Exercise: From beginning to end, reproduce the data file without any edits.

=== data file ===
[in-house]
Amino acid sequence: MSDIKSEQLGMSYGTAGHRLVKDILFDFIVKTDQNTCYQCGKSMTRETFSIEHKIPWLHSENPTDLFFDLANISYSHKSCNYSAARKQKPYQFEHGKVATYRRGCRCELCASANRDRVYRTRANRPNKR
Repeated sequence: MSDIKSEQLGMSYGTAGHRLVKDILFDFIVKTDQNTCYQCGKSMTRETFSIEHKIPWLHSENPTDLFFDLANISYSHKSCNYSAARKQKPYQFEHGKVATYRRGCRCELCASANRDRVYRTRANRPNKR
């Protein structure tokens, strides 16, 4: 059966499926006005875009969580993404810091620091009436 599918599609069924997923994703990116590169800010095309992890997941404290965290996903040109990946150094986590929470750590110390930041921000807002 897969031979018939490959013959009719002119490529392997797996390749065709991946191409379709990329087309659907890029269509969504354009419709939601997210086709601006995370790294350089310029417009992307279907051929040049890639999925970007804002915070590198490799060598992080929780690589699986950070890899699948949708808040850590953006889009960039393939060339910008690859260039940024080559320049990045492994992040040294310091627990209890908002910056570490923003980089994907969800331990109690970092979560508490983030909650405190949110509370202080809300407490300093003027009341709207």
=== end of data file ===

[in-house]
Amino acid sequence: MSDIKSEQLGMSYGTAGHRLVKDILFDFIVKTDQNTCYQCGKSMTRETFSIEHKIPWLHSENPTDLFFDLANISYSHKSCNYSAARKQKPYQFEHGKVATYRRGCRCELCASANRDRVYRTRANRPNKR
Repeated sequence: MSDIKSEQLGMSYGTAGHRLVKDILFDFIVKTDQNTCYQCGKSMTRETFSIEHKIPWLHSENPTDLFFDLANISYSHKSCNYSAARKQKPYQFEHGKVATYRRGCRCELCASANRDRVYRTRANRPNKR
């Protein structure tokens, strides 16, 4: 059966499926006005875009969580993404810091620091009436 599918599609069924997923994703990116590169800010095309992890997941404290965290996903040109990946150094986590929470750590110390930041921000807002 897969031979018939490959013959009719002119490529392997797996390749065709991946191409379709990329087309659907890029269509969504354009419709939601997210086709601006995370790294350089310029417009992307279907051929040049890639999925970007804002915070590198490799060598992080929780690589699986950070890899699948949708808040850590953006889009960039393939060339910008690859260039940024080559320049990045492994992040040294310091627990209890908002910056570490923003980089994907969800331990109690970092979560508490983030909650405190949110509370202080809300407490300093003027009341709207």